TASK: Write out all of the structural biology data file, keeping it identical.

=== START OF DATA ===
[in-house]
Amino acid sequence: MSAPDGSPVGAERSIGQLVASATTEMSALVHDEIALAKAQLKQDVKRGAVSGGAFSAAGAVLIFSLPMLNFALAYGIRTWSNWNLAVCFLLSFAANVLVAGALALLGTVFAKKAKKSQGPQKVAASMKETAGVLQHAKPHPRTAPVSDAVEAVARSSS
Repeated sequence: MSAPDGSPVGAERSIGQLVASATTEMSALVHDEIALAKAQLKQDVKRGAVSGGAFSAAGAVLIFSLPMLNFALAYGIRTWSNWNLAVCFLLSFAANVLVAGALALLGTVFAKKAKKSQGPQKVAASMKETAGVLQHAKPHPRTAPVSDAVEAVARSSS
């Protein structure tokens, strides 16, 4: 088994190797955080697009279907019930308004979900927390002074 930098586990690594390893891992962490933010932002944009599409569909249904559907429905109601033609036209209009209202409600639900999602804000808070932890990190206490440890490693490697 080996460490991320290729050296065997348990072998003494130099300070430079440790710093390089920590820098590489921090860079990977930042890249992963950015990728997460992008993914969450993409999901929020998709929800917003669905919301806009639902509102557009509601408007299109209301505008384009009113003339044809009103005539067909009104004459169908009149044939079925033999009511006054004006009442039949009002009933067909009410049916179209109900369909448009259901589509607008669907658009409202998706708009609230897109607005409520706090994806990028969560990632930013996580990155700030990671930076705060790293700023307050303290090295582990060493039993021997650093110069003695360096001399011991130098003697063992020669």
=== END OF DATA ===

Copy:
[in-house]
Amino acid sequence: MSAPDGSPVGAERSIGQLVASATTEMSALVHDEIALAKAQLKQDVKRGAVSGGAFSAAGAVLIFSLPMLNFALAYGIRTWSNWNLAVCFLLSFAANVLVAGALALLGTVFAKKAKKSQGPQKVAASMKETAGVLQHAKPHPRTAPVSDAVEAVARSSS
Repeated sequence: MSAPDGSPVGAERSIGQLVASATTEMSALVHDEIALAKAQLKQDVKRGAVSGGAFSAAGAVLIFSLPMLNFALAYGIRTWSNWNLAVCFLLSFAANVLVAGALALLGTVFAKKAKKSQGPQKVAASMKETAGVLQHAKPHPRTAPVSDAVEAVARSSS
């Protein structure tokens, strides 16, 4: 088994190797955080697009279907019930308004979900927390002074 930098586990690594390893891992962490933010932002944009599409569909249904559907429905109601033609036209209009209202409600639900999602804000808070932890990190206490440890490693490697 080996460490991320290729050296065997348990072998003494130099300070430079440790710093390089920590820098590489921090860079990977930042890249992963950015990728997460992008993914969450993409999901929020998709929800917003669905919301806009639902509102557009509601408007299109209301505008384009009113003339044809009103005539067909009104004459169908009149044939079925033999009511006054004006009442039949009002009933067909009410049916179209109900369909448009259901589509607008669907658009409202998706708009609230897109607005409520706090994806990028969560990632930013996580990155700030990671930076705060790293700023307050303290090295582990060493039993021997650093110069003695360096001399011991130098003697063992020669």